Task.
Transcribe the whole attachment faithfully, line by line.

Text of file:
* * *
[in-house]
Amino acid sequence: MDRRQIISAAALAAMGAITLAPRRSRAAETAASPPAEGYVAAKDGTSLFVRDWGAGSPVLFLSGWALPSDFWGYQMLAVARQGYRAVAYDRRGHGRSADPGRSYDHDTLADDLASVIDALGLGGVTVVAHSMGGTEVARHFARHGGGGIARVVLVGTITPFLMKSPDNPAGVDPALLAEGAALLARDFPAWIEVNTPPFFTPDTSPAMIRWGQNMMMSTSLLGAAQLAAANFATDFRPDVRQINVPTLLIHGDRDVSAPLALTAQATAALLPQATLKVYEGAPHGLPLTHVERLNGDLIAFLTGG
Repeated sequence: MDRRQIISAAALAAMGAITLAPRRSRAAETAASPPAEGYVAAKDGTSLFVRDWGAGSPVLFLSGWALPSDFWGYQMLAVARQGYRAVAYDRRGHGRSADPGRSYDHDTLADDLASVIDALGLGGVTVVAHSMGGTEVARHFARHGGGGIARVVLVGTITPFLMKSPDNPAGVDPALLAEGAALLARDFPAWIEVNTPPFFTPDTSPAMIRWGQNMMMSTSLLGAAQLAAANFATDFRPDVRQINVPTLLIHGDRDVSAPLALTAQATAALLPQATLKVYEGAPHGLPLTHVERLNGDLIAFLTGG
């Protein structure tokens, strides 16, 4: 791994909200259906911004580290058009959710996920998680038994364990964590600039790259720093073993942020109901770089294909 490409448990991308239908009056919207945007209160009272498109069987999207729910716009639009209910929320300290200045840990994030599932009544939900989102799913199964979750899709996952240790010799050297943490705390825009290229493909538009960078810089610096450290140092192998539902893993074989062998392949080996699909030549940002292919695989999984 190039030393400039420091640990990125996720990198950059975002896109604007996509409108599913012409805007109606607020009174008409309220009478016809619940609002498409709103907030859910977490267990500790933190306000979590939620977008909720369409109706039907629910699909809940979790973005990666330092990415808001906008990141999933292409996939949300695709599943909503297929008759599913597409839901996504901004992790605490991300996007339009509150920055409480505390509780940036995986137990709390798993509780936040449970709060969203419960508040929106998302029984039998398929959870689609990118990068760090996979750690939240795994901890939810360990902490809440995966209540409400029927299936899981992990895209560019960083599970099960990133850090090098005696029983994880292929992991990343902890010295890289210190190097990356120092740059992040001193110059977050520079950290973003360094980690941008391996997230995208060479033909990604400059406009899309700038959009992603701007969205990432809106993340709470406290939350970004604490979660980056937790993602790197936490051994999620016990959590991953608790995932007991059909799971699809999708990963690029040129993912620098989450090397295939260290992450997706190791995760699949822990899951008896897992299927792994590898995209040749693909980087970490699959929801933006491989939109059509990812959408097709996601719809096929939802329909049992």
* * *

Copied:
[in-house]
Amino acid sequence: MDRRQIISAAALAAMGAITLAPRRSRAAETAASPPAEGYVAAKDGTSLFVRDWGAGSPVLFLSGWALPSDFWGYQMLAVARQGYRAVAYDRRGHGRSADPGRSYDHDTLADDLASVIDALGLGGVTVVAHSMGGTEVARHFARHGGGGIARVVLVGTITPFLMKSPDNPAGVDPALLAEGAALLARDFPAWIEVNTPPFFTPDTSPAMIRWGQNMMMSTSLLGAAQLAAANFATDFRPDVRQINVPTLLIHGDRDVSAPLALTAQATAALLPQATLKVYEGAPHGLPLTHVERLNGDLIAFLTGG
Repeated sequence: MDRRQIISAAALAAMGAITLAPRRSRAAETAASPPAEGYVAAKDGTSLFVRDWGAGSPVLFLSGWALPSDFWGYQMLAVARQGYRAVAYDRRGHGRSADPGRSYDHDTLADDLASVIDALGLGGVTVVAHSMGGTEVARHFARHGGGGIARVVLVGTITPFLMKSPDNPAGVDPALLAEGAALLARDFPAWIEVNTPPFFTPDTSPAMIRWGQNMMMSTSLLGAAQLAAANFATDFRPDVRQINVPTLLIHGDRDVSAPLALTAQATAALLPQATLKVYEGAPHGLPLTHVERLNGDLIAFLTGG
């Protein structure tokens, strides 16, 4: 791994909200259906911004580290058009959710996920998680038994364990964590600039790259720093073993942020109901770089294909 490409448990991308239908009056919207945007209160009272498109069987999207729910716009639009209910929320300290200045840990994030599932009544939900989102799913199964979750899709996952240790010799050297943490705390825009290229493909538009960078810089610096450290140092192998539902893993074989062998392949080996699909030549940002292919695989999984 190039030393400039420091640990990125996720990198950059975002896109604007996509409108599913012409805007109606607020009174008409309220009478016809619940609002498409709103907030859910977490267990500790933190306000979590939620977008909720369409109706039907629910699909809940979790973005990666330092990415808001906008990141999933292409996939949300695709599943909503297929008759599913597409839901996504901004992790605490991300996007339009509150920055409480505390509780940036995986137990709390798993509780936040449970709060969203419960508040929106998302029984039998398929959870689609990118990068760090996979750690939240795994901890939810360990902490809440995966209540409400029927299936899981992990895209560019960083599970099960990133850090090098005696029983994880292929992991990343902890010295890289210190190097990356120092740059992040001193110059977050520079950290973003360094980690941008391996997230995208060479033909990604400059406009899309700038959009992603701007969205990432809106993340709470406290939350970004604490979660980056937790993602790197936490051994999620016990959590991953608790995932007991059909799971699809999708990963690029040129993912620098989450090397295939260290992450997706190791995760699949822990899951008896897992299927792994590898995209040749693909980087970490699959929801933006491989939109059509990812959408097709996601719809096929939802329909049992």